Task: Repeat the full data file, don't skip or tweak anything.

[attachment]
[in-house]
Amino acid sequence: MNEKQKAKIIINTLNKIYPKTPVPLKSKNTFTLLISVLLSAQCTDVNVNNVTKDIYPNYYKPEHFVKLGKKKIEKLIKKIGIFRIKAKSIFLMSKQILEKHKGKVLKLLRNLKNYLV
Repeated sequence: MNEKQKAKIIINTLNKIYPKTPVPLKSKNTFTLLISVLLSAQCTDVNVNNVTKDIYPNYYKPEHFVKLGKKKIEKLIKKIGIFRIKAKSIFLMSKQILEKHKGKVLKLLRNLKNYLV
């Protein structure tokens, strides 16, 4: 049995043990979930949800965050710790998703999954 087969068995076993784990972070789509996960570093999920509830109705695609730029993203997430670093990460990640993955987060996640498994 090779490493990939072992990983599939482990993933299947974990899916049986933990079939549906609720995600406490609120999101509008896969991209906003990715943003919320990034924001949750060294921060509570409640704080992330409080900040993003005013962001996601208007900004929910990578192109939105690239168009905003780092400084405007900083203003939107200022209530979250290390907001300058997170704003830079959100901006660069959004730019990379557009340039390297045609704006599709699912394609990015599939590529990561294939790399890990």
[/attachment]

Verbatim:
[in-house]
Amino acid sequence: MNEKQKAKIIINTLNKIYPKTPVPLKSKNTFTLLISVLLSAQCTDVNVNNVTKDIYPNYYKPEHFVKLGKKKIEKLIKKIGIFRIKAKSIFLMSKQILEKHKGKVLKLLRNLKNYLV
Repeated sequence: MNEKQKAKIIINTLNKIYPKTPVPLKSKNTFTLLISVLLSAQCTDVNVNNVTKDIYPNYYKPEHFVKLGKKKIEKLIKKIGIFRIKAKSIFLMSKQILEKHKGKVLKLLRNLKNYLV
């Protein structure tokens, strides 16, 4: 049995043990979930949800965050710790998703999954 087969068995076993784990972070789509996960570093999920509830109705695609730029993203997430670093990460990640993955987060996640498994 090779490493990939072992990983599939482990993933299947974990899916049986933990079939549906609720995600406490609120999101509008896969991209906003990715943003919320990034924001949750060294921060509570409640704080992330409080900040993003005013962001996601208007900004929910990578192109939105690239168009905003780092400084405007900083203003939107200022209530979250290390907001300058997170704003830079959100901006660069959004730019990379557009340039390297045609704006599709699912394609990015599939590529990561294939790399890990």